A Story Ends While Another Begins
Moscow was half red and half snow when I was at the subway and a man, immaculately dressed and probably Spanish came to me and asked if I wanted to play for Real Madrid in the winter of 1956. I gave him a muddled stare and told him to find his way back home trusting that a deal to play for the elite club had to bear some sense of pomp and publicity. But all he offered was a pen and wanted a yes or no.
“I’ll come with the papers if you are willing” was what he told before he wasn’t to be found.
I wanted to tell him he was good at trying to put up a mockery but instead, “Who are you. Where do you want me to come?” poured out, probably due to a disharmony between my intellect and instinct. He told his name was Alberdo Sanchez and confessed that he had been scouting me for weeks now. Post a visit to the Santiago Bernabeu and a tour that gave me a glimpse of its glorious past, he signed me for the Real Madrid Youth Academy on the 31st of July, 1966.
Both of us were in our twenties when we began walking to where we are. He also managed the club for six years from 1990 to 1996 before hanging his boots. I am 71 now and I’m guessing he’d be 75. We spoke often, about life, football, families and food. I wanted to tell him about Santo, but some part inside begged me to wait for a while. Alberdo did guess it right.
“Not much for now.”
“You sure? There is something else.”
“Yes. I’ll tell you about someone special. But give me some time.”
“Fine. We shall talk later. Goodbye.”
Wishing Santo luck with the pair I gifted him, I used to sit through his playing sessions and mine for all the qualities a potential footballer should possess, especially when you want him at Real. We grew closer and he started trusting that I am not one among those wealthy people who have, over the decades, grabbed the poor man’s bread and butter. He spoke a lot about his mother, friends and life in India whilst he praised his mother land but complained of its lawmakers. I taught him a few tricks; all that age was liberal in letting me to. He dribbled, tackled, scored but never stopped running. Once I asked him where he drew his energy from.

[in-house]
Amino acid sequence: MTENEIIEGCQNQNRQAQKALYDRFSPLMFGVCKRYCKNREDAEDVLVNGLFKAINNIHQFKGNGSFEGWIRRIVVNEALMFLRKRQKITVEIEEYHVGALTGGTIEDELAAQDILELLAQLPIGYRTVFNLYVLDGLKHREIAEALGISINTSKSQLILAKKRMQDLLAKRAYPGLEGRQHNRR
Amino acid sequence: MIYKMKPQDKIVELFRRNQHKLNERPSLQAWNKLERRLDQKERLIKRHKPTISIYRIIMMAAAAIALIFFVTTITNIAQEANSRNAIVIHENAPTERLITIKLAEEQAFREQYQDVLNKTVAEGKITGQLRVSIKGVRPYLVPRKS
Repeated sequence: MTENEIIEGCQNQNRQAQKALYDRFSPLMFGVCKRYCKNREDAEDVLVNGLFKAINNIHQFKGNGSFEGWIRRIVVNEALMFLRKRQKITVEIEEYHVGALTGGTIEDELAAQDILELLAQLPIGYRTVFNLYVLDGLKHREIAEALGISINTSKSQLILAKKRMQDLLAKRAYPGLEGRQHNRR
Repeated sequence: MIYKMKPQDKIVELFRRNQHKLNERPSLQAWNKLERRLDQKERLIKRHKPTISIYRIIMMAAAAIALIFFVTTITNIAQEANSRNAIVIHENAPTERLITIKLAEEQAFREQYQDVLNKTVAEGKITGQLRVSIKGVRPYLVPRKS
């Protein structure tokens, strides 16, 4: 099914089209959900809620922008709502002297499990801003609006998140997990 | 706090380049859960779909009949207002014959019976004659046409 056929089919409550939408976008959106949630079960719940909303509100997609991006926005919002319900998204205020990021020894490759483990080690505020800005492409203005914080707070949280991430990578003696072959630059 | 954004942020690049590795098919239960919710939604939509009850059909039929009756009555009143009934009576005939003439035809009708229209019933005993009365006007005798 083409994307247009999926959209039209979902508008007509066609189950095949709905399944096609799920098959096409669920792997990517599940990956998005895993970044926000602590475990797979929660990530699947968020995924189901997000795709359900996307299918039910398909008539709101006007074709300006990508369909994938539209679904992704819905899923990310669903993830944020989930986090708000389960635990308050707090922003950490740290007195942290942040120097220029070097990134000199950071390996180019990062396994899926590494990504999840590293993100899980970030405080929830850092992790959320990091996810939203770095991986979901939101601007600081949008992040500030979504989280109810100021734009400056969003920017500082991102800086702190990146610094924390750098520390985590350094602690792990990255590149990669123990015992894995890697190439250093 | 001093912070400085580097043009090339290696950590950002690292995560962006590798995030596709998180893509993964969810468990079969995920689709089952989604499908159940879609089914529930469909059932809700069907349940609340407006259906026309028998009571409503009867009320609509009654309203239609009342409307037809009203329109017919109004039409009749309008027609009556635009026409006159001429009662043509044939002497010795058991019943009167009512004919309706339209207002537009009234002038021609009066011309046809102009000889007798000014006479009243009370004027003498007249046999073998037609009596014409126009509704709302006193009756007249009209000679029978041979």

“Life” he answered.
“I keep chasing it. So I’m fast and can’t afford to stop.”
I kept finding answers and not far from the last call, I felt the time has come to tell Alberdo. One night, I called him and told him about Santo and how he could be nurtured into another Alfredo Di Stefano. Alberdo knew the amount of respect I had for Don Alfredo. So he never bothered to question my faith in Santo.
Alfredo Di Stefano
On a rainy day, one of Madrid’s scouts Liusio Alamos called and told me the paperwork was ready and Santo has to be there to complete the signing. I knew this was Alberdo. He still managed to pull a few strings. That day, I went to see Santo at the beach. He came and we sat on a rock which was greeted by lofty waves that touched it and fell back. I disclosed the news to Santo and much to my awe, found out he was not interested. He couldn’t leave his mother behind. I took me two days and some patience to convince his mother he would be in safe hands and that this wasn’t a part of some scandalous child smuggling business. In the end, she would agree. I promised Santo I would take care of his mom and arrange for her well being. He agreed on the condition that I called him every weekend and put his mom on line. Came the day Santo packed his baggage and as he was leaving, as always, his mother had told him not to play dirty and get hurt. Both of them shed a silent tear that could do less to justify the growing distance between them. On a bright sunny day when the sand glittered and the sea shone, Santo boarded a plane that took off from Vasco De Gama and was on his way to Madrid chasing his dreams.